An economic crisis precipitated the French Revolution and its cause was French participation in the American War of Independence. The French war budget in the latter half of the American War of Independence, between 1781 and 1783, amounted to a costly 12,730,760 livres (Sturgill, 1984, p.183). This created a large budget deficit in France’s public finances. In previous wars the French government had usually combined tax increases and borrowing to finance military operations (Klooster, 2009, p.47). Any tax increases in France had always required the approval of the French parlements. However, having hoped to avoid a clash with the parlements, the French finance minister, Jacques Necker (1732-1804), ‘broke with precedent by not raising taxes during the war with England over the Thirteen Colonies’ and relied solely on borrowing (Ibid p.46). This was an emulation of the British method of financing government spending. Yet in Britain the ruling body, Parliament, was able to raise and lower taxes as it saw fit without having to consult another legislative body. The British government, therefore, was able to afford to take on more debt (White, 1995, p.228-229). Thus France’s large borrowing costs strained its inefficient government machinery.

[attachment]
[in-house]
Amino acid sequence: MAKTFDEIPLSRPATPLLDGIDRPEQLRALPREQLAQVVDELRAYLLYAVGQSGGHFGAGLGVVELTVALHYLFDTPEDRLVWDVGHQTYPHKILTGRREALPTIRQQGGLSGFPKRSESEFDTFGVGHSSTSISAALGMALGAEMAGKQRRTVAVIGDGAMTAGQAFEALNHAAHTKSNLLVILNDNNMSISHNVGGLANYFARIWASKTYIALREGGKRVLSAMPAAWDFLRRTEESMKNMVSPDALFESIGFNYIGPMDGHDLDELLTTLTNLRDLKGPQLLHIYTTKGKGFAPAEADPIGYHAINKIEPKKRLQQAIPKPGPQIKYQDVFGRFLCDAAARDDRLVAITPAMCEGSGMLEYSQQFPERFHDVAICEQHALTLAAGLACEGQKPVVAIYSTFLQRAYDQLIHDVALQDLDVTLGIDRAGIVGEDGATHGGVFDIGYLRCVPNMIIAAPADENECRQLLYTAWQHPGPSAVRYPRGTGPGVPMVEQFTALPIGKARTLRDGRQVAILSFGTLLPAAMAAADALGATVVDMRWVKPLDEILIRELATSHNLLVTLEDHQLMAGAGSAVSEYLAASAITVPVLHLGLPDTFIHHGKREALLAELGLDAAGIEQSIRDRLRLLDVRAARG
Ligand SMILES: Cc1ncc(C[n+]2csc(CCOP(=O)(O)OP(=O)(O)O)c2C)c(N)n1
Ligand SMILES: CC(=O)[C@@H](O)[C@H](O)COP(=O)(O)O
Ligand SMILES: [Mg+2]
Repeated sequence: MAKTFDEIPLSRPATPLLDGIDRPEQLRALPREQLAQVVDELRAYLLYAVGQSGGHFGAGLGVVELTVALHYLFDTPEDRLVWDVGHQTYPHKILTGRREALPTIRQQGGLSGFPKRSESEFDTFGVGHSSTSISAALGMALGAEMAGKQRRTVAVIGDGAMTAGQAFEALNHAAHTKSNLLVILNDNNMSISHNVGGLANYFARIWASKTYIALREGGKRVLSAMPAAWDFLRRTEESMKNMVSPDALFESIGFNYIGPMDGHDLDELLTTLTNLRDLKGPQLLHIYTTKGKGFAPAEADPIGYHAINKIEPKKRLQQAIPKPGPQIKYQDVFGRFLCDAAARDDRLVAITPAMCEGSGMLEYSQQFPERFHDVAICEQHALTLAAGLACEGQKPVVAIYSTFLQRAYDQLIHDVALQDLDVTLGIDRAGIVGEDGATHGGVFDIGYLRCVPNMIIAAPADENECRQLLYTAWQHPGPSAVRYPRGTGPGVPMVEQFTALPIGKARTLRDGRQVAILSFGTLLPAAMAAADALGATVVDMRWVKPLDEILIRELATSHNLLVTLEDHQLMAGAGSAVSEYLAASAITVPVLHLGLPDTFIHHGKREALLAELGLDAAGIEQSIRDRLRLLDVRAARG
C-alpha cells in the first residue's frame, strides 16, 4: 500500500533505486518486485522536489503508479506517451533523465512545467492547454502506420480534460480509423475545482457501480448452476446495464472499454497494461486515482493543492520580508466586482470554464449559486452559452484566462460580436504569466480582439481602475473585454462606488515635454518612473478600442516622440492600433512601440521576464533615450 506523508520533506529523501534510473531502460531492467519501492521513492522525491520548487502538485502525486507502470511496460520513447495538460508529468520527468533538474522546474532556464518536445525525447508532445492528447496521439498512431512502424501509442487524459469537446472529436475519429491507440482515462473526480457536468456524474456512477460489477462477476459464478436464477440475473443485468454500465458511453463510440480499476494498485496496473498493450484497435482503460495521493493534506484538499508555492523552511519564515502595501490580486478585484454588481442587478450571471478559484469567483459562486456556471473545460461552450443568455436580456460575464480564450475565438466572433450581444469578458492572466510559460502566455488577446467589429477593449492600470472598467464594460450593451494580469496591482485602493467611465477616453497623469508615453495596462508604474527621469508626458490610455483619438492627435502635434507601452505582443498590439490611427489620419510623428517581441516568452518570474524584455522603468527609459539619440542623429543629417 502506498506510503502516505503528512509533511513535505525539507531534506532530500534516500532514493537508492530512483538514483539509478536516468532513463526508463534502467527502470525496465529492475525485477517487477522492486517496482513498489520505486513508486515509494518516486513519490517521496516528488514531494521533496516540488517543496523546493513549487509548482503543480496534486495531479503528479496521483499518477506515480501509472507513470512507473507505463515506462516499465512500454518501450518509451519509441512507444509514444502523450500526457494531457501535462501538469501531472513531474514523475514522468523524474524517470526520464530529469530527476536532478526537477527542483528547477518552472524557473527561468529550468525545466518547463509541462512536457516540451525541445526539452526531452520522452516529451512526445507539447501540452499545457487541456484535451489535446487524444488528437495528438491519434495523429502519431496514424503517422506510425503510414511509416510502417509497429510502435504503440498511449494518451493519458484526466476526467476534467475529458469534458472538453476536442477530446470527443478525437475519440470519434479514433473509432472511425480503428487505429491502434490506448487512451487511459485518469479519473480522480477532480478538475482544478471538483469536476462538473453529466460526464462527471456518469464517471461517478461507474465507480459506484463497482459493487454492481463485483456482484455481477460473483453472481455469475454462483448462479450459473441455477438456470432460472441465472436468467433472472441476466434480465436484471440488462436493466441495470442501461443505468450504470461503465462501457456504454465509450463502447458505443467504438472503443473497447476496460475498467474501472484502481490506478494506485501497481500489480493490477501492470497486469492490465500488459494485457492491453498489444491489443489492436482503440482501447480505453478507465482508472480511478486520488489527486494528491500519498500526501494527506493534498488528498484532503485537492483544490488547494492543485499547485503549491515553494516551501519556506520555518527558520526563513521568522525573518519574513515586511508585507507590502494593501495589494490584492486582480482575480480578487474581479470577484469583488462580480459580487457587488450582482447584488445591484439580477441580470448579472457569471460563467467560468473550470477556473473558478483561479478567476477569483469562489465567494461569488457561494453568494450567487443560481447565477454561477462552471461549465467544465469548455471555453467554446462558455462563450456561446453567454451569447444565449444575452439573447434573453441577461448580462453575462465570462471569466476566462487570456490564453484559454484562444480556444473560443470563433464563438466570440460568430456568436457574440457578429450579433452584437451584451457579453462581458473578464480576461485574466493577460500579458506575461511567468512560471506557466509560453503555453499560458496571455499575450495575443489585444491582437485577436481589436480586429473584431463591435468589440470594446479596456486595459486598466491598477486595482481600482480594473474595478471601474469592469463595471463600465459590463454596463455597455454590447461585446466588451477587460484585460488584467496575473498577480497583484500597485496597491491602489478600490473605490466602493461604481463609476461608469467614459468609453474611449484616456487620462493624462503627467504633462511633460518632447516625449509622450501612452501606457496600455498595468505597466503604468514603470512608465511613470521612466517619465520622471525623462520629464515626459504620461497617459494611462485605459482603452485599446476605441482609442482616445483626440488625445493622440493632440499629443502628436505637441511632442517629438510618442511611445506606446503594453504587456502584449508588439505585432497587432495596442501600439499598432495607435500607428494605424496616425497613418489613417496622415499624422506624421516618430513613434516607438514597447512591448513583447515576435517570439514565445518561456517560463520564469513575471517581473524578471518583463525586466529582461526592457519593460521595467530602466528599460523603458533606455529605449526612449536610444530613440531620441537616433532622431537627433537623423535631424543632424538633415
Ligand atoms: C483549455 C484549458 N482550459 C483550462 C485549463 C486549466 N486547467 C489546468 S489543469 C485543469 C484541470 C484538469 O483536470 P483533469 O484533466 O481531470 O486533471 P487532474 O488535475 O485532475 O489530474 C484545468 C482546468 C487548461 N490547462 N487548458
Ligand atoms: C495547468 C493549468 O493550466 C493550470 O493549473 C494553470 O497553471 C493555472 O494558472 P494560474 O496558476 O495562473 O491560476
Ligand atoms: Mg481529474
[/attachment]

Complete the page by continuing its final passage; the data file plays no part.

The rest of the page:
Subsequently, any attempted reforms of the French tax system by Louis XVI (1754-1793) had simply failed because the parlements resisted them. It was in the year 1789, therefore, that the French Revolution was triggered by the parlements. This was because the parlements ‘[rallied] support against now indispensable administrative fiscal reforms, and by issuing the call for the convening of the Estates General’ (Skocpol, 1975, in Green and Troup, 1999, p.136). Hence the consequences of the attempted implementation of fiscal reforms, which were necessary to cover the military costs of the American War of Independence, caused the convening of the Estates General. It was the convening of the Estates General which was arguably the most important factor ‘in the subsequent course of events that eventually led to the French Revolution’ (Klooster, 2009, p.47).